Turns out Google's ( GOOG) investor day didn't go as smoothly as it seemed. The Mountain View, Calif., search engine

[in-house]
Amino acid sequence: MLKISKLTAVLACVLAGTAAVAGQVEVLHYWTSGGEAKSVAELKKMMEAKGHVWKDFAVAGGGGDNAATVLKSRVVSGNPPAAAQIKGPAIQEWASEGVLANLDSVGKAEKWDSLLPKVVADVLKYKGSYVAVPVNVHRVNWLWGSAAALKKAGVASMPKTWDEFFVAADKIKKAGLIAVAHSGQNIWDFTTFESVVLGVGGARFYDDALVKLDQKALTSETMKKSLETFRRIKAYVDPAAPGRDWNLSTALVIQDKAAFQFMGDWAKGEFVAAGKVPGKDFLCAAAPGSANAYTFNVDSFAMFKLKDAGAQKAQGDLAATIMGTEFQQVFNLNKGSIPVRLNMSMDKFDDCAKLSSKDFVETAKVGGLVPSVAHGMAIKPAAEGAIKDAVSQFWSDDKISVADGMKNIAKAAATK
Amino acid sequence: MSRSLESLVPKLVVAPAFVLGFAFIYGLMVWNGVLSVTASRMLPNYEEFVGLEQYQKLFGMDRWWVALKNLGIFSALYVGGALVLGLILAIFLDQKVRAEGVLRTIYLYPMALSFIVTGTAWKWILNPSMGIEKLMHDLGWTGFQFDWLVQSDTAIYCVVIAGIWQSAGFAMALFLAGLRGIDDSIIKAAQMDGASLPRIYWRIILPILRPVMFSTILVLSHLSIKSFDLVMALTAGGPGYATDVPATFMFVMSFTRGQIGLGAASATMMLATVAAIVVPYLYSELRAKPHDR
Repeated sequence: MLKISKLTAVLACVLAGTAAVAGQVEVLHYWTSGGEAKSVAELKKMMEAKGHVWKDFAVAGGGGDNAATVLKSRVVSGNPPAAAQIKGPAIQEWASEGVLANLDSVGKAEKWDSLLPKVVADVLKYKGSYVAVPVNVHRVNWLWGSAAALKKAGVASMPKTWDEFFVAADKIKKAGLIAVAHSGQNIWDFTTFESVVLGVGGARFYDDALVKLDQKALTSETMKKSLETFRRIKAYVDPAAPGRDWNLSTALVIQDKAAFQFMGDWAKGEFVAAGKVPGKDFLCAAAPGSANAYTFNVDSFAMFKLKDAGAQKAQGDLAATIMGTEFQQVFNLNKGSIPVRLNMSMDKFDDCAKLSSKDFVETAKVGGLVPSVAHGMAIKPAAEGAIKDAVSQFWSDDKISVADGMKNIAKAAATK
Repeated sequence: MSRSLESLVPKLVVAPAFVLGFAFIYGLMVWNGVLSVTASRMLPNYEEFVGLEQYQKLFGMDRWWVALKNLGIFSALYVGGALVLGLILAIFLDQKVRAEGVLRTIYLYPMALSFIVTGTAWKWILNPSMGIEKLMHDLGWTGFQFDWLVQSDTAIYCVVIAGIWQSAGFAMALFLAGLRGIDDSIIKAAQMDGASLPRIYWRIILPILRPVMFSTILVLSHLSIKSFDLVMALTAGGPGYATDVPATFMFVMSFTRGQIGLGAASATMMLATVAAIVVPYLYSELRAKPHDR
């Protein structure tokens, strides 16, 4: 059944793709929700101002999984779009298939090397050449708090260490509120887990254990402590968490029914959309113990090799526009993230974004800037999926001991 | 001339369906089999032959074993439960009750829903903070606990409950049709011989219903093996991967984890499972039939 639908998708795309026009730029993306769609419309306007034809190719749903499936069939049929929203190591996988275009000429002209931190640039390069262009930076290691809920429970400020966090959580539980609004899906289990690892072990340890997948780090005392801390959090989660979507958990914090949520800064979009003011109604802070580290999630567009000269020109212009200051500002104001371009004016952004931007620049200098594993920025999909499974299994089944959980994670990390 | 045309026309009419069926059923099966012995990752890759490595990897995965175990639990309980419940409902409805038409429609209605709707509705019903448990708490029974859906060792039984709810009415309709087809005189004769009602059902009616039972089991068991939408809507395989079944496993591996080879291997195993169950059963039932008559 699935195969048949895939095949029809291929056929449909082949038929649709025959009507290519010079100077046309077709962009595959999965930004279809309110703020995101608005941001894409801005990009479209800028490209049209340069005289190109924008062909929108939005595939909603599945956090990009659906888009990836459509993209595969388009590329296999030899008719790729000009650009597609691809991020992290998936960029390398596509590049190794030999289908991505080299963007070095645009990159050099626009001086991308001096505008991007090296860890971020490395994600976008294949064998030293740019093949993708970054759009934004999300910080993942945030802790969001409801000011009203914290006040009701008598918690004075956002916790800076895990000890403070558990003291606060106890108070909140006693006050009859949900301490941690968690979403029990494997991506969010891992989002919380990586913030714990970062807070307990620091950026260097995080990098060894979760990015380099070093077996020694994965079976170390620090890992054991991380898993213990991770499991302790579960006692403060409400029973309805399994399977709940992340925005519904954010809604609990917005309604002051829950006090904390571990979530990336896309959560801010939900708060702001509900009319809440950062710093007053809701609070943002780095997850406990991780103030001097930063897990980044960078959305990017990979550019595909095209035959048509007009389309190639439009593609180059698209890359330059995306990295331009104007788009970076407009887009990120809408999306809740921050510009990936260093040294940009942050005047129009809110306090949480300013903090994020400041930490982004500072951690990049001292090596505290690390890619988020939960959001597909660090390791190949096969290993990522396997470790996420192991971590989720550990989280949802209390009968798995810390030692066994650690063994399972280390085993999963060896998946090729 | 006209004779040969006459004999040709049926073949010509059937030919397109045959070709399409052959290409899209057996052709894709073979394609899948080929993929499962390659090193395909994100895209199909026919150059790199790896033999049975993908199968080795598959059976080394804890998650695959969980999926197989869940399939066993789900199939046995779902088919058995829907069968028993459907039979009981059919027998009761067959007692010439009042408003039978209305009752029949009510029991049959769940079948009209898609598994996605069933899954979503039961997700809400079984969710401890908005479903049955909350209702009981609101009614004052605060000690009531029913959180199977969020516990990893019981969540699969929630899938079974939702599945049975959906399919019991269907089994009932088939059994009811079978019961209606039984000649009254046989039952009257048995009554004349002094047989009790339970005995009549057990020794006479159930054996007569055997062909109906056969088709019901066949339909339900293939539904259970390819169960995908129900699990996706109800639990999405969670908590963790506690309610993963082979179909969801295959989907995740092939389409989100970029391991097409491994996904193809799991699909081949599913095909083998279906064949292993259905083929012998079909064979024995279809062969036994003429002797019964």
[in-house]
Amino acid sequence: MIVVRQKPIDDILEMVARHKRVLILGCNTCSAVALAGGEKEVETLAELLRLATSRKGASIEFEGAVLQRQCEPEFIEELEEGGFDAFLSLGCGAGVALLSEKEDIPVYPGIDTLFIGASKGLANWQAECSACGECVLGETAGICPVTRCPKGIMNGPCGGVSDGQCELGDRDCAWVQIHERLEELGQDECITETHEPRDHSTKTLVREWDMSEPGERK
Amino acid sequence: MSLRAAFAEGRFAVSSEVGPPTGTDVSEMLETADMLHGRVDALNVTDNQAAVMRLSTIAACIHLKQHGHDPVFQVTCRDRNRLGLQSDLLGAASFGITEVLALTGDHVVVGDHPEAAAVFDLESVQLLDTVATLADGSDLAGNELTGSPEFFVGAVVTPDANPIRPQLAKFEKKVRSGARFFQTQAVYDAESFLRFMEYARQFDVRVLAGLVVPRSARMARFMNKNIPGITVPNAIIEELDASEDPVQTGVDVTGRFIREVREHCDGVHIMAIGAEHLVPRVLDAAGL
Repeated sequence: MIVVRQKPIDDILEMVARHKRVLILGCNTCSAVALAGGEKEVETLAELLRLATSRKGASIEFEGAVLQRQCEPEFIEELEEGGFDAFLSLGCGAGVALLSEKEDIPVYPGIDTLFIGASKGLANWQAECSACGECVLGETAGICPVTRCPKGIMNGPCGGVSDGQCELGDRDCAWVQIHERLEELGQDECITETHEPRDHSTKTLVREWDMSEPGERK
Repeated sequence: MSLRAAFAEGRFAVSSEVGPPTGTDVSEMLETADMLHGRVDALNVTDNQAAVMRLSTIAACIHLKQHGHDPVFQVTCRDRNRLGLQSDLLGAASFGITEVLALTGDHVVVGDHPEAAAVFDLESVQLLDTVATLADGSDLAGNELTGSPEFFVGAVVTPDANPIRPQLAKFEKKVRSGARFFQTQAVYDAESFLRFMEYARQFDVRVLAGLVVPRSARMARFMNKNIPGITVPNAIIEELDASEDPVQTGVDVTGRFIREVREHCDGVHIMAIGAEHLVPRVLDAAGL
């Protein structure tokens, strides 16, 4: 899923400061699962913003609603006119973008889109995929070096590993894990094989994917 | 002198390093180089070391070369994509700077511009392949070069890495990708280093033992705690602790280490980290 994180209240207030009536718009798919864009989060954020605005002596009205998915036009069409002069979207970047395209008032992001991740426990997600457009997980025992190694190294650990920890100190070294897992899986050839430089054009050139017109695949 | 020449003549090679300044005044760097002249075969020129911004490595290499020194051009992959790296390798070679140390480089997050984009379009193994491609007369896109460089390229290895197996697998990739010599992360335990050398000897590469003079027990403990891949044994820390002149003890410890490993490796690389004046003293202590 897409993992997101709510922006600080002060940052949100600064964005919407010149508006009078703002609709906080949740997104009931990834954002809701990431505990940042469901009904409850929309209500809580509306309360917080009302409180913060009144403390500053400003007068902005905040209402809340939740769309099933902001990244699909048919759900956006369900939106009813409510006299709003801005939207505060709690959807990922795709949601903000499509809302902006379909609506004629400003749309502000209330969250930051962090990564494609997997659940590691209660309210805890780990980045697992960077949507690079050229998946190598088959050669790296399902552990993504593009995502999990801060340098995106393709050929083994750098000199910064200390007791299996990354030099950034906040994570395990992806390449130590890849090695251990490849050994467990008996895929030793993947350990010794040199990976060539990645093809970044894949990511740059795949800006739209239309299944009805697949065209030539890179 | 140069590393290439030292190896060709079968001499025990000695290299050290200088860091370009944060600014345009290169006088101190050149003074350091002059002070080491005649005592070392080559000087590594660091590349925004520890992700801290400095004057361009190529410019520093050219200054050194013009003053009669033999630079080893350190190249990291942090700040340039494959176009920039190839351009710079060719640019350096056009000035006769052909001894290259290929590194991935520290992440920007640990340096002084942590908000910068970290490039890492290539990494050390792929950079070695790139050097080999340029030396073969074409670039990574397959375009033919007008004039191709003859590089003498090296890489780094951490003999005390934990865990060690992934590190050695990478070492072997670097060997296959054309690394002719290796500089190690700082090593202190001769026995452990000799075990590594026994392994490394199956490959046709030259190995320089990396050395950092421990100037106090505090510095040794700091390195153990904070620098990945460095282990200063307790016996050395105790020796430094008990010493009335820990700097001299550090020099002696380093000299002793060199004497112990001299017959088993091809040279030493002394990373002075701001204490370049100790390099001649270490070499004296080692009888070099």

got glowing reviews last week after it hosted Wall Street analysts at an investor day session. People who attended came away impressed with the company's sudden urge to share information. But a regulatory filing late Tuesday says Google didn't actually mean to divulge some details of its advertising-driven growth. "On March 2, 2006, Google Inc. posted its Analyst Day presentations on its Investor Relations Web site," Google said in a Securities and Exchange Commission filing Tuesday afternoon. "The initial posting inadvertently contained certain annotated comments not intended to be presented at Analyst Day." Google says the forbidden fruit of that meeting included a revenue-growth projection -- Google says that consistent with past practice, it isn't providing revenue guidance -- and an estimate of the size of the company's stock compensation costs. Google disavowed the advertising revenue commentary, in which the company said it was "on a strong trajectory -- projected to grow from $6bn this year to $9.5bn next year based purely on trends in traffic and monetization growth," and that margins in its AdSense business were being squeezed. If those comments got much play on Wall Street, it wasn't apparent from a brief perusal of analyst day press coverage, which showed no reference to the AdSense margin question. Nonetheless, Google was contrite in its filing Tuesday. "The statements regarding $9.5 billion in 2006 ad revenue and AdSense margins were not speaker notes prepared for the Analyst Day presentation, and were inadvertently included in the Analyst Day slides," Google said. "These statements were instead speaker notes prepared early in the fourth quarter of 2005 for an internal product strategy presentation. These notes were not created for financial planning purposes, and should not be regarded as financial guidance. Consistent with past practice, Google is not providing revenue guidance. In addition, the statement with respect to AdSense margins does not reflect Google's current expectations." The company didn't disavow the stock-compensation remarks, though they too were "inadvertently included in the Analyst Day slides," Google adds. "However, the statement regarding the stock-based compensation charge of $342 million, which relates to stock awards granted to employees and directors prior to 2006, is a materially accurate reflection of Google's current expectations." Late Tuesday, Google slid $10.13 to $354.32.